Dr. Quiterio Fajardo Miravite
May 23, 1931 - November 25, 1987
Born in Cabatuan, Iloilo
Married to Rosalina Suller, with five children, Shanta Consolacion,
Quiterio, Jr., Maria Rosa [Maia], Zacarias III [Boyso]
Maria Mercedes [Rani]
Development Planning and Management
University Planning and Development
Ph.D., Visva Bharati State University, West Bengal, India, 1956
M.A., Manuel L.Quezon University, Manila, 1953
A.B., Manuel L.Quezon University, Manila, 1952
Education Planning and Development , 1968
Indiana University, Bloomington, Indiana, U.S.A.
University of Pennsylvania, Midstate, Pennsylvania, U.S.A.
Development Planning and Management, 1970
Philippine Executive Academy,
University of the Philippines, Quezon City, Philippines
President, Bio-Resources International, Inc. 1980-87
Executive Director, Aquaculture Department,
Southeast Asian Fisheries Development Center (SEAFDEC)
Tigbauan, Iloilo, Philippines, 1973-79
Management Consultant to the Republic of Indonesia
Planning and development of the Social Security System
for Indonesia, Jakarta, Indonesia, 1971
Acting President, Mindanao State University (MSU), Marawi City, Philippines, 1969
Vice-President for Academic Affairs, MSU, Marawi City, 1968
Dean, College of Liberal Arts and concurrently Dean,
College of Education, MSU, Marawi City, 1965
Professor, College of Liberal Arts, MSU, Marawi City, 1962
Barrio Lieutenant, Barrio Ayaman, Cabatuan, Iloilo, 1961
President, Barrio Lieutenants League of Iloilo, 1961
Manager, Radio Station #2, National Civil Defense Admdministration, Iloilo City, 1960
Secretary to the Provincial Board, Province of Iloilo, Iloilo City, 1960
Editor-in-Chief, Provincial Bulletin (a daily newspaper in Iloilo City), 1960
Technical Adviser, Office of the Governor, Province of Iloilo, Iloilo City, 1960
Editor-in-Chief, Business Gazette ( a monthly publication on Business,
Finance, Economics and Trade) Manila, 1957
Managing Editor, Philippine and World Affairs ( a monthly magazine on
International Finance, Trade and Geo-Politics), Manila, 1956
Associate Editor, Industrial Philippines (organ of the Philippine Chamber
of Industries), Manila, 1956
Professor of Asian Studies, College of Arts and Sciences, MLQ University, Manila, 1956
Foreign News Correspondent, Agence France-Presse Bureau, Manila, 1951
AWARDS / DISTINCTIONS
Full Scholarship, Undergraduate and Graduate Studies
Manuel L. Quezon University, Manila, 1949-53
Magna cum laude, A.B., Manuel L. Quezon University, 1952
PH.D. Scholarship Grant, Government of India Cultural Scholarship Scheme, India, 1954-55
Ford Foundation Fellow, Educational Planning and Development, U.S.A, 1968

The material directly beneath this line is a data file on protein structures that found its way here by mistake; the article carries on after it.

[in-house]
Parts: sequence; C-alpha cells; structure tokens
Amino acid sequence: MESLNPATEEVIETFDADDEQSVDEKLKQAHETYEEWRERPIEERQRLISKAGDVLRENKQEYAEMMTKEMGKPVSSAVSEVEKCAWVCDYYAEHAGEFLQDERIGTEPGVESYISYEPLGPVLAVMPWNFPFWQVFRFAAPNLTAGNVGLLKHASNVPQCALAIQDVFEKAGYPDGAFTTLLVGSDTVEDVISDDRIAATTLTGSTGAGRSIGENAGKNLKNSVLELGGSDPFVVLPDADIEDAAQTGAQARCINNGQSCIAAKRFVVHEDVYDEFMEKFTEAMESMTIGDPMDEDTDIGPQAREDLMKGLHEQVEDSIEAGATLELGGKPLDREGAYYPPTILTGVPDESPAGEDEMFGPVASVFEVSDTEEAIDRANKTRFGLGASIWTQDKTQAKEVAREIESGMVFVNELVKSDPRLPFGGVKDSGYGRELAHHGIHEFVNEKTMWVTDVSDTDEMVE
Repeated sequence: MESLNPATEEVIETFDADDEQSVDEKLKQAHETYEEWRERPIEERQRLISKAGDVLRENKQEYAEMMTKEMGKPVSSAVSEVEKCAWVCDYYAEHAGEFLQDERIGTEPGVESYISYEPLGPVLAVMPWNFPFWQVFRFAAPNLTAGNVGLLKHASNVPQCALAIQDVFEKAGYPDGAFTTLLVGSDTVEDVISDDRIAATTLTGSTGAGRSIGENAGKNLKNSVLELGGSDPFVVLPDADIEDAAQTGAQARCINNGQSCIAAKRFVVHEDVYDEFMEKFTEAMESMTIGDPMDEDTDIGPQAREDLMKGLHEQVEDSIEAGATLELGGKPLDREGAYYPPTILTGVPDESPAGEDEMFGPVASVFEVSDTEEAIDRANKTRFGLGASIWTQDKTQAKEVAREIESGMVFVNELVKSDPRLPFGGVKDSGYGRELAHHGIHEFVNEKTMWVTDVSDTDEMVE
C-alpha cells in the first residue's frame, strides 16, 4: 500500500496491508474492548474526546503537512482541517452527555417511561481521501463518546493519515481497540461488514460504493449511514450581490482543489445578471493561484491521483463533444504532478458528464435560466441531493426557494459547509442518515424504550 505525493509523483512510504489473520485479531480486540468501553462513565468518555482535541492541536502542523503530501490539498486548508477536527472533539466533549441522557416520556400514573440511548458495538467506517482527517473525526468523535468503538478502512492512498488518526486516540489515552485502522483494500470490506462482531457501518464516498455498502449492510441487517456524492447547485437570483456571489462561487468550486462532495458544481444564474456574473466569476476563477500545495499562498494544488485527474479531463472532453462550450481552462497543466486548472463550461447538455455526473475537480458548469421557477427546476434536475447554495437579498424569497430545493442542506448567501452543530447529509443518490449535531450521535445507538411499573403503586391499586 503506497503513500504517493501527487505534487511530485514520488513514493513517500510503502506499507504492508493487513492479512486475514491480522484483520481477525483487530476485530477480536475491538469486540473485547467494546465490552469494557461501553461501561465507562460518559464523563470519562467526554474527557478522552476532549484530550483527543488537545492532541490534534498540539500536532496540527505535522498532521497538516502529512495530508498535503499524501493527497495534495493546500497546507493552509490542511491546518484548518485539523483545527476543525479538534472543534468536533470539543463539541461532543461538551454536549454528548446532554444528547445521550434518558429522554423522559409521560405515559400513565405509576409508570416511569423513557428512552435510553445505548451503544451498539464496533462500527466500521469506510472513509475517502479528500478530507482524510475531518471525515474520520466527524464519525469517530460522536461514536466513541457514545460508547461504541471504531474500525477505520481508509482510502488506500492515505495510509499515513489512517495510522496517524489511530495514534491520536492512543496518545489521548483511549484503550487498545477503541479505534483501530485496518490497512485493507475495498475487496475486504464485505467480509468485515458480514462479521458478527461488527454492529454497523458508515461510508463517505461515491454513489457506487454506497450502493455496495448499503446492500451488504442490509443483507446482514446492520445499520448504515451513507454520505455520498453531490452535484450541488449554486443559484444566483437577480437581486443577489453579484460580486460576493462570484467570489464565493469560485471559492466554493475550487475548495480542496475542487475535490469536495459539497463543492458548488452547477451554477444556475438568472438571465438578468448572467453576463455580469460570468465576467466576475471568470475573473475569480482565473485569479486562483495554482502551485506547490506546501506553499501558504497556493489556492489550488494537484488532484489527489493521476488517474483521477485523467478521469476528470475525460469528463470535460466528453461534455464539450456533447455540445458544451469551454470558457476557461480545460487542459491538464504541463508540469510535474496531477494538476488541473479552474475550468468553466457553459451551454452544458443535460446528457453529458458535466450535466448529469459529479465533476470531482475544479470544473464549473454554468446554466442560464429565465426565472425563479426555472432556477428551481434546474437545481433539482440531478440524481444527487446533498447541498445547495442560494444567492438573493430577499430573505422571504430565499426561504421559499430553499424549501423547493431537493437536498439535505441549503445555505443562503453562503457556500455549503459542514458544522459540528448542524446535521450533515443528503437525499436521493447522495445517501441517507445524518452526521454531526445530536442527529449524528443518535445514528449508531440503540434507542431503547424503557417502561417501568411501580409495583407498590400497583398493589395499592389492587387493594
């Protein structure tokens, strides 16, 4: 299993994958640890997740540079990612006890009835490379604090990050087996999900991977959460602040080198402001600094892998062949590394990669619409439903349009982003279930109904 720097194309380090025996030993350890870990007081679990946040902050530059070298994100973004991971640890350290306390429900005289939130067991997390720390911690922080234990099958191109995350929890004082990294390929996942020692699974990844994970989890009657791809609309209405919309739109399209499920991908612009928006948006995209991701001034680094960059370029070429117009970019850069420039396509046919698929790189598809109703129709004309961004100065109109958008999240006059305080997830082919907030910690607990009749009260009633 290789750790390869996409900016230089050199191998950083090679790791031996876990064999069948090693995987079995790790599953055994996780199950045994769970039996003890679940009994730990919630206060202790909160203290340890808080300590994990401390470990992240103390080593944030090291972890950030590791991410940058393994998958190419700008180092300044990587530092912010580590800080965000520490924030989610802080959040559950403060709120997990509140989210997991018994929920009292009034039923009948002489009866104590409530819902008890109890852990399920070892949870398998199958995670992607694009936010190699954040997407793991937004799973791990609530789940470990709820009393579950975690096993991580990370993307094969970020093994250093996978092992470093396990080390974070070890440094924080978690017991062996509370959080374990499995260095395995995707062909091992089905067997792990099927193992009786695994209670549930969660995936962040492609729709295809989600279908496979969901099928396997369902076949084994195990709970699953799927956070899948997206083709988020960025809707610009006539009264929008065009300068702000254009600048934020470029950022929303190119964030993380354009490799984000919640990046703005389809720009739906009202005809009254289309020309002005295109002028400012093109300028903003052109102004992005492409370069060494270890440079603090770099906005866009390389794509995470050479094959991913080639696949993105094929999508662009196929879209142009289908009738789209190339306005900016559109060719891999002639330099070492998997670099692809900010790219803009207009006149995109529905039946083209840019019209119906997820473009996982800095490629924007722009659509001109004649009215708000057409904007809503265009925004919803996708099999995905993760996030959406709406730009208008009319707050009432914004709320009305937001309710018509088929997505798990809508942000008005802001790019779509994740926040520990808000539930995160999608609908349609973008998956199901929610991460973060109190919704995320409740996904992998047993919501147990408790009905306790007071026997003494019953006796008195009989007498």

Distinguish Service Award for contribution to the development of the Mindanao State University
from the MSU, Marawi City, 1960
MSU-UP Grantee, Philippine Executive Academy, University of the Philippines, Quezon City, 1970
UNDP grantee, Interregional Urban Planning and Development, Warsaw, Poland, 1973
Distinguish Service Award for contribution to the development of the Fishpond Industry
in the Philippines from the Philippine Federation of Fishfarm Producers, Manila, 1976
Outstanding Alumnus Award, from the Manuel L. Quezon University Alumni Association, Manila, 1977
INTERNATIONAL CONFERENCES ATTENDED
Inter-Regional Urban Planning and Development, United Nations
Development Program (UNDP), Warsaw, Poland, June 1971
Regional Adaptive Technology Workshop, East-West Center, Honolulu, Hawaii, May 1973
Majority-Minority Relations in Southeast Asia Workshop, Association of Southeast Asian
Institutions of Higher Learning, Manila, 1974
16th Session, Indo-Pacific Fisheries Council Meeting, Jakarta, Indonesia, 1974
Ministerial Conference for the Economic Development of Southeast Asia
Manila, Philippines, November, 1974
6th SEAFDEC Council Meeting, Kuala Lumpur, Malaysia, July 1973
7th SEAFDEC Council Meeting, Manila, Philippines, December 1974
13th Pacific Science Congress, Vancouver, Canada, August 1975
8th SEAFDEC Council Meeting, Bangkok, Thailand, December 1975
FAO Technical Conference on Aquaculture, Kyoto, Japan, May 1976
!st Interdepartmental Meeting, SEAFDEC Secretariat, Manila, Philippines, August 1976
17th Session, Indo-Pacific Fisheries Council Meeting, Colombo, Sri-Lanka, August, 1976
9th SEAFDEC Council Meeting, Tokyo, Japan, December 1976
2nd Interdepartmental Meeting, SEAFDEC Secretariat, Singapore, October, 1997
10th SEAFDEC Council Meeting, Manila, Philippines, December 1977
A dad named "DOC"
When I was little, I never experienced having any real toy. He bought me live ones like chicks and ducklings. Not one or two, but a number of them roaming around every nook and cranny of our tiny apartment. He told my maternal aunts, that toys should be able to interact - - - move, squeal, jump, run. I managed to interact quite well, thanks to him. And at the mature age of two, I have squeezed to death several ducklings and whack to kingdom come a number of squealing chicks. A felon at two! Who can beat that?